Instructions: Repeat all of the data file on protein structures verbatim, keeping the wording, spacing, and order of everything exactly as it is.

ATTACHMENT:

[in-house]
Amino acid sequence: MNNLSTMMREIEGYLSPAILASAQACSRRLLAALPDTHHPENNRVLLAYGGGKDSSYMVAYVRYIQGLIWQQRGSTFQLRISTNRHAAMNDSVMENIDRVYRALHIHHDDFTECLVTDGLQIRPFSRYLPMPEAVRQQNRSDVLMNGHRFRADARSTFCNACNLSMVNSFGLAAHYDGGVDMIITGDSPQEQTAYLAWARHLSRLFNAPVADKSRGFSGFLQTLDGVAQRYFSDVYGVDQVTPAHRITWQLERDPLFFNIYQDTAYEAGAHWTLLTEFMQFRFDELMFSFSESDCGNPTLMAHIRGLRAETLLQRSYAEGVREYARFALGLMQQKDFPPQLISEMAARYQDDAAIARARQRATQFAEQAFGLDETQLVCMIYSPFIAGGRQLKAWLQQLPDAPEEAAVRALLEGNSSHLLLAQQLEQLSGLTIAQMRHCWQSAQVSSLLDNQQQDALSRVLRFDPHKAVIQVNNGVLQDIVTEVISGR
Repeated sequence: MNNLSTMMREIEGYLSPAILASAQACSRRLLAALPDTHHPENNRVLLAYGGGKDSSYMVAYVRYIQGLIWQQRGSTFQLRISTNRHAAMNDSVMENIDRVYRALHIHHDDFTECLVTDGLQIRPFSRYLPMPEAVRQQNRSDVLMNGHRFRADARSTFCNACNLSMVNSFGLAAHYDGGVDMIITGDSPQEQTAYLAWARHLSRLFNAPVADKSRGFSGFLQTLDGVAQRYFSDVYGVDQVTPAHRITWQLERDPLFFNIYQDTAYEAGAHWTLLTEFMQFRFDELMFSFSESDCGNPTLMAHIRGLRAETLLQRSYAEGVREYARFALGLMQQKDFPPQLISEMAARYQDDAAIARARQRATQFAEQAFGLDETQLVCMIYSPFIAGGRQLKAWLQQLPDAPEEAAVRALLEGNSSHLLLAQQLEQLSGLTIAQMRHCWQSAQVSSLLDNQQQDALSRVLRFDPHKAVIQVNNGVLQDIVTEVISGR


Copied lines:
[in-house]
Amino acid sequence: MNNLSTMMREIEGYLSPAILASAQACSRRLLAALPDTHHPENNRVLLAYGGGKDSSYMVAYVRYIQGLIWQQRGSTFQLRISTNRHAAMNDSVMENIDRVYRALHIHHDDFTECLVTDGLQIRPFSRYLPMPEAVRQQNRSDVLMNGHRFRADARSTFCNACNLSMVNSFGLAAHYDGGVDMIITGDSPQEQTAYLAWARHLSRLFNAPVADKSRGFSGFLQTLDGVAQRYFSDVYGVDQVTPAHRITWQLERDPLFFNIYQDTAYEAGAHWTLLTEFMQFRFDELMFSFSESDCGNPTLMAHIRGLRAETLLQRSYAEGVREYARFALGLMQQKDFPPQLISEMAARYQDDAAIARARQRATQFAEQAFGLDETQLVCMIYSPFIAGGRQLKAWLQQLPDAPEEAAVRALLEGNSSHLLLAQQLEQLSGLTIAQMRHCWQSAQVSSLLDNQQQDALSRVLRFDPHKAVIQVNNGVLQDIVTEVISGR
Repeated sequence: MNNLSTMMREIEGYLSPAILASAQACSRRLLAALPDTHHPENNRVLLAYGGGKDSSYMVAYVRYIQGLIWQQRGSTFQLRISTNRHAAMNDSVMENIDRVYRALHIHHDDFTECLVTDGLQIRPFSRYLPMPEAVRQQNRSDVLMNGHRFRADARSTFCNACNLSMVNSFGLAAHYDGGVDMIITGDSPQEQTAYLAWARHLSRLFNAPVADKSRGFSGFLQTLDGVAQRYFSDVYGVDQVTPAHRITWQLERDPLFFNIYQDTAYEAGAHWTLLTEFMQFRFDELMFSFSESDCGNPTLMAHIRGLRAETLLQRSYAEGVREYARFALGLMQQKDFPPQLISEMAARYQDDAAIARARQRATQFAEQAFGLDETQLVCMIYSPFIAGGRQLKAWLQQLPDAPEEAAVRALLEGNSSHLLLAQQLEQLSGLTIAQMRHCWQSAQVSSLLDNQQQDALSRVLRFDPHKAVIQVNNGVLQDIVTEVISGR